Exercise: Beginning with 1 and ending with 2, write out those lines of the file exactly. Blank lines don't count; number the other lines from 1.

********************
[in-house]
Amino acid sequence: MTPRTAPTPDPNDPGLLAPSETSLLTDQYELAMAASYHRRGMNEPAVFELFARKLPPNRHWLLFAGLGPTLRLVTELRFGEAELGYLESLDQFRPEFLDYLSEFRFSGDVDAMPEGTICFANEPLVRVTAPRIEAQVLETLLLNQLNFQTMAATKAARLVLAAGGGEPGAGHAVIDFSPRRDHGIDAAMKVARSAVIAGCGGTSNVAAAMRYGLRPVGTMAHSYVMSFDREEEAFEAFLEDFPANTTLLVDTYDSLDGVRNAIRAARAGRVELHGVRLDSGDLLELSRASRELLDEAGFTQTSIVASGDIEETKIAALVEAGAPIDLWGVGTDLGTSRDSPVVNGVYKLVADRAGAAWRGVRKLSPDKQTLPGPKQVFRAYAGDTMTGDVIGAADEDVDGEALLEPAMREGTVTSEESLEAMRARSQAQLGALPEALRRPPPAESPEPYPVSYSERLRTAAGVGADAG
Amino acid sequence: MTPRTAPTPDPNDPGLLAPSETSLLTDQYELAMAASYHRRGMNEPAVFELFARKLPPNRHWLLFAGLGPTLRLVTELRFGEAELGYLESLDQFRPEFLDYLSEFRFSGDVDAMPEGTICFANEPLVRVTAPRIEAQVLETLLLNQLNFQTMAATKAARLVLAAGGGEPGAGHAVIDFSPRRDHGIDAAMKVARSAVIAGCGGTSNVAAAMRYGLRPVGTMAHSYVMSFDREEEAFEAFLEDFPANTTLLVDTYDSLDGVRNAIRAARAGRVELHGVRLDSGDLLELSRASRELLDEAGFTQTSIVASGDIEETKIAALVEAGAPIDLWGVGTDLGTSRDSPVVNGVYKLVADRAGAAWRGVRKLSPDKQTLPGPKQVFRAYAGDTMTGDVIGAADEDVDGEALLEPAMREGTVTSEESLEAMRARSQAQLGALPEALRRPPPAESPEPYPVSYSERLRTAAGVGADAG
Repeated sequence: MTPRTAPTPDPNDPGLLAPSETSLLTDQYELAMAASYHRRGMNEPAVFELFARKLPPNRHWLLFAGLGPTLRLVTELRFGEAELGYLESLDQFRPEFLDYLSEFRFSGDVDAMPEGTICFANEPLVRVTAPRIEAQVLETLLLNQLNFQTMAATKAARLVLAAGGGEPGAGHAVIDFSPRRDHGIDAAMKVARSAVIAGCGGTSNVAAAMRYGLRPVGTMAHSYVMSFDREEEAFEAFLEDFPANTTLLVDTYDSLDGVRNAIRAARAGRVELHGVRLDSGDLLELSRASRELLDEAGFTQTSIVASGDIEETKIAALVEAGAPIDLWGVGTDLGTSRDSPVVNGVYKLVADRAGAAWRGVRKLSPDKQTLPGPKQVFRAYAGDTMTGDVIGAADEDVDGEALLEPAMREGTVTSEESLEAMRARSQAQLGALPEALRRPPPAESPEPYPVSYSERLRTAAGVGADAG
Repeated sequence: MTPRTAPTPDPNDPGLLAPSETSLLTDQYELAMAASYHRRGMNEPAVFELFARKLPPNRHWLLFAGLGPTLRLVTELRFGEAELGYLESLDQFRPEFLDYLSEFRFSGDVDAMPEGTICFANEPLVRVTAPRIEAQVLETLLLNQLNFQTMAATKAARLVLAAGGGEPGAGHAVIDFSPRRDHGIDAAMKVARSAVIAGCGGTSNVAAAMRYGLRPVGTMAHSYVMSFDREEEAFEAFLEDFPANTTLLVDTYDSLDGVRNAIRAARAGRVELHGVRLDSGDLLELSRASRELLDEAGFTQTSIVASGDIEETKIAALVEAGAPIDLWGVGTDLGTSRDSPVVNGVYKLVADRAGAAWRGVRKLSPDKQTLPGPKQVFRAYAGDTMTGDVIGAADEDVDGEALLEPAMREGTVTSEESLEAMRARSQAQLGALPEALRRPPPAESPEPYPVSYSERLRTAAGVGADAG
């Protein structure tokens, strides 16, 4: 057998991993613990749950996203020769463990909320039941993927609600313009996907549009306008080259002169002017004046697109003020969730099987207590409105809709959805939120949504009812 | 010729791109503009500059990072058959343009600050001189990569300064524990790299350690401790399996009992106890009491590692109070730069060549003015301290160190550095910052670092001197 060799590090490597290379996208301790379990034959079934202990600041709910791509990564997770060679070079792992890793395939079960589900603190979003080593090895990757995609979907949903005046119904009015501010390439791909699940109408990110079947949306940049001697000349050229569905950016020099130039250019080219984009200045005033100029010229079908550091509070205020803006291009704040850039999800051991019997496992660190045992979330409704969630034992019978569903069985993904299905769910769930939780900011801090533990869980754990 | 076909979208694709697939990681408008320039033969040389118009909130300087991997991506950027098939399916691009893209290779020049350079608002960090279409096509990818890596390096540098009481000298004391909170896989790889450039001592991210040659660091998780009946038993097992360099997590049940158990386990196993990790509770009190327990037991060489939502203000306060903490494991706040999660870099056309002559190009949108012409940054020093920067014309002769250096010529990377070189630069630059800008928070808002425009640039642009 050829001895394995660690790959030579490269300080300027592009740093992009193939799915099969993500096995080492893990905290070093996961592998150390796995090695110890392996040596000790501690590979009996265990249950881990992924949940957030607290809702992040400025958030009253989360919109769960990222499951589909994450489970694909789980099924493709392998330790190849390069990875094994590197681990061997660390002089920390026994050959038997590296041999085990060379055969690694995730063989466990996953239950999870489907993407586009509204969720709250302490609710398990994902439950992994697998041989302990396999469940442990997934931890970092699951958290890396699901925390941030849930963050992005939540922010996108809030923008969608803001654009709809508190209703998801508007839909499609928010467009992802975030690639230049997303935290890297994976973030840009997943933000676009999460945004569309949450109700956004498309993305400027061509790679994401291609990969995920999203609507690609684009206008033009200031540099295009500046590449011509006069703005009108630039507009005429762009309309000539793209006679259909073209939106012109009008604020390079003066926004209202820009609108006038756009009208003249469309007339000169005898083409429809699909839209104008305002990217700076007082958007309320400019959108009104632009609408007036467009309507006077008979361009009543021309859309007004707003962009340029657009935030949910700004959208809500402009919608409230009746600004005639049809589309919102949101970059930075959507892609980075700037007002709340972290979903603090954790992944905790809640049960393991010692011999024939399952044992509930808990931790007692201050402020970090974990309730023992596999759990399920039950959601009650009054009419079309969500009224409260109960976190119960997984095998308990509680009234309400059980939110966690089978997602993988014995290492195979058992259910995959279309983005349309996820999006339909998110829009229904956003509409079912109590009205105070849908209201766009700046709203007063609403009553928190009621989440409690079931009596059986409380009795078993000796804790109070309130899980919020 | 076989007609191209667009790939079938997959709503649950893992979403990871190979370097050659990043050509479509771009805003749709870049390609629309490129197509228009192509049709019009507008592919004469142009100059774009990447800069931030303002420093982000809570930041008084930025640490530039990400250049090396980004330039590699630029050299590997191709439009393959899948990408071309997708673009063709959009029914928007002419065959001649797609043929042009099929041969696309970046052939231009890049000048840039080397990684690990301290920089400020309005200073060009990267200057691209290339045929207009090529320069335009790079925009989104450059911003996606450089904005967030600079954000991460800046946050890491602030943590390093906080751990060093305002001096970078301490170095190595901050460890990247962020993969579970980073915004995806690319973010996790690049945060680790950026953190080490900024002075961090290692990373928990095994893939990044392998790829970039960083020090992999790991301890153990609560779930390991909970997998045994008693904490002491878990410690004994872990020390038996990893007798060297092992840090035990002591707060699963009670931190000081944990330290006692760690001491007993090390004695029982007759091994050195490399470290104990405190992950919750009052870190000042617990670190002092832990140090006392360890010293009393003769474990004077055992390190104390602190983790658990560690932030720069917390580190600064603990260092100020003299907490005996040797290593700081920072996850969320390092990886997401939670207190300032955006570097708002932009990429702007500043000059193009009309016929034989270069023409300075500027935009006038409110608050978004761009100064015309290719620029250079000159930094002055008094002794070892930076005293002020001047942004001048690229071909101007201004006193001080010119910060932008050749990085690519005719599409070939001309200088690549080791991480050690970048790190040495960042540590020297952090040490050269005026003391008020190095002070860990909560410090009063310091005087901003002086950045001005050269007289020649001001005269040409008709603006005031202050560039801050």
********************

[in-house]
Amino acid sequence: MTPRTAPTPDPNDPGLLAPSETSLLTDQYELAMAASYHRRGMNEPAVFELFARKLPPNRHWLLFAGLGPTLRLVTELRFGEAELGYLESLDQFRPEFLDYLSEFRFSGDVDAMPEGTICFANEPLVRVTAPRIEAQVLETLLLNQLNFQTMAATKAARLVLAAGGGEPGAGHAVIDFSPRRDHGIDAAMKVARSAVIAGCGGTSNVAAAMRYGLRPVGTMAHSYVMSFDREEEAFEAFLEDFPANTTLLVDTYDSLDGVRNAIRAARAGRVELHGVRLDSGDLLELSRASRELLDEAGFTQTSIVASGDIEETKIAALVEAGAPIDLWGVGTDLGTSRDSPVVNGVYKLVADRAGAAWRGVRKLSPDKQTLPGPKQVFRAYAGDTMTGDVIGAADEDVDGEALLEPAMREGTVTSEESLEAMRARSQAQLGALPEALRRPPPAESPEPYPVSYSERLRTAAGVGADAG